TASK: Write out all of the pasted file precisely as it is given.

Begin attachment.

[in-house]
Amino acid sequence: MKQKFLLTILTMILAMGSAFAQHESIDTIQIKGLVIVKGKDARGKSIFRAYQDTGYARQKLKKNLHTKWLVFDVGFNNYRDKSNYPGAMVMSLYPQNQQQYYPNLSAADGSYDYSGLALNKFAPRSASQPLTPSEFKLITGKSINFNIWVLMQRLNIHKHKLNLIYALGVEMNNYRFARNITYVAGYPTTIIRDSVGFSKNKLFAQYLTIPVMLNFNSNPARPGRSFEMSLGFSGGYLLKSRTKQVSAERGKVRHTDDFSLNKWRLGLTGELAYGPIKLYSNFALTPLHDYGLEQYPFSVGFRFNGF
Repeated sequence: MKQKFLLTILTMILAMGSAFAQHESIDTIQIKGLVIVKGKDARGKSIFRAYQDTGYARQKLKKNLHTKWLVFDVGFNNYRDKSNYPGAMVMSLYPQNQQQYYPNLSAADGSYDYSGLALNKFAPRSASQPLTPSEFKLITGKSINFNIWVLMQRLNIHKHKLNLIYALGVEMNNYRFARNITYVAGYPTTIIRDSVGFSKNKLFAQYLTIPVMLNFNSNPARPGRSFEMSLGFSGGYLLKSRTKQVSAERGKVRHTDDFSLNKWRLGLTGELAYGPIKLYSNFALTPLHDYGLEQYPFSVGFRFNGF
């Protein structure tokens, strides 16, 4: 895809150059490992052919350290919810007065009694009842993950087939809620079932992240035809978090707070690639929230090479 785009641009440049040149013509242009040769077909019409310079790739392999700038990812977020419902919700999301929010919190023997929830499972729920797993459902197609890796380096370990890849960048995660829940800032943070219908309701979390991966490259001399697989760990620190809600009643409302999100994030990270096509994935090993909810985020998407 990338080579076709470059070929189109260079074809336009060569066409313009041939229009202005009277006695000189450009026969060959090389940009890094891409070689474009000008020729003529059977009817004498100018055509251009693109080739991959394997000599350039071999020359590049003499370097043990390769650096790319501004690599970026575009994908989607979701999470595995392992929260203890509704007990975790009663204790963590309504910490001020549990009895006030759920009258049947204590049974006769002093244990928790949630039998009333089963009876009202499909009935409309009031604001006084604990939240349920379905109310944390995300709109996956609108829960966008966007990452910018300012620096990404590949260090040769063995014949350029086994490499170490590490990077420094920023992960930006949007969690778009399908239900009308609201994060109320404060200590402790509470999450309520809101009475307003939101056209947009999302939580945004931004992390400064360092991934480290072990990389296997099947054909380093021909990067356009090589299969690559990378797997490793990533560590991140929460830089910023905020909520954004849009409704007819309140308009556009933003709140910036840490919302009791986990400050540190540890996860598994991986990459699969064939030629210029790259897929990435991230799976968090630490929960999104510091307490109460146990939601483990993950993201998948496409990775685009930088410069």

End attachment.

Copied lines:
[in-house]
Amino acid sequence: MKQKFLLTILTMILAMGSAFAQHESIDTIQIKGLVIVKGKDARGKSIFRAYQDTGYARQKLKKNLHTKWLVFDVGFNNYRDKSNYPGAMVMSLYPQNQQQYYPNLSAADGSYDYSGLALNKFAPRSASQPLTPSEFKLITGKSINFNIWVLMQRLNIHKHKLNLIYALGVEMNNYRFARNITYVAGYPTTIIRDSVGFSKNKLFAQYLTIPVMLNFNSNPARPGRSFEMSLGFSGGYLLKSRTKQVSAERGKVRHTDDFSLNKWRLGLTGELAYGPIKLYSNFALTPLHDYGLEQYPFSVGFRFNGF
Repeated sequence: MKQKFLLTILTMILAMGSAFAQHESIDTIQIKGLVIVKGKDARGKSIFRAYQDTGYARQKLKKNLHTKWLVFDVGFNNYRDKSNYPGAMVMSLYPQNQQQYYPNLSAADGSYDYSGLALNKFAPRSASQPLTPSEFKLITGKSINFNIWVLMQRLNIHKHKLNLIYALGVEMNNYRFARNITYVAGYPTTIIRDSVGFSKNKLFAQYLTIPVMLNFNSNPARPGRSFEMSLGFSGGYLLKSRTKQVSAERGKVRHTDDFSLNKWRLGLTGELAYGPIKLYSNFALTPLHDYGLEQYPFSVGFRFNGF
């Protein structure tokens, strides 16, 4: 895809150059490992052919350290919810007065009694009842993950087939809620079932992240035809978090707070690639929230090479 785009641009440049040149013509242009040769077909019409310079790739392999700038990812977020419902919700999301929010919190023997929830499972729920797993459902197609890796380096370990890849960048995660829940800032943070219908309701979390991966490259001399697989760990620190809600009643409302999100994030990270096509994935090993909810985020998407 990338080579076709470059070929189109260079074809336009060569066409313009041939229009202005009277006695000189450009026969060959090389940009890094891409070689474009000008020729003529059977009817004498100018055509251009693109080739991959394997000599350039071999020359590049003499370097043990390769650096790319501004690599970026575009994908989607979701999470595995392992929260203890509704007990975790009663204790963590309504910490001020549990009895006030759920009258049947204590049974006769002093244990928790949630039998009333089963009876009202499909009935409309009031604001006084604990939240349920379905109310944390995300709109996956609108829960966008966007990452910018300012620096990404590949260090040769063995014949350029086994490499170490590490990077420094920023992960930006949007969690778009399908239900009308609201994060109320404060200590402790509470999450309520809101009475307003939101056209947009999302939580945004931004992390400064360092991934480290072990990389296997099947054909380093021909990067356009090589299969690559990378797997490793990533560590991140929460830089910023905020909520954004849009409704007819309140308009556009933003709140910036840490919302009791986990400050540190540890996860598994991986990459699969064939030629210029790259897929990435991230799976968090630490929960999104510091307490109460146990939601483990993950993201998948496409990775685009930088410069």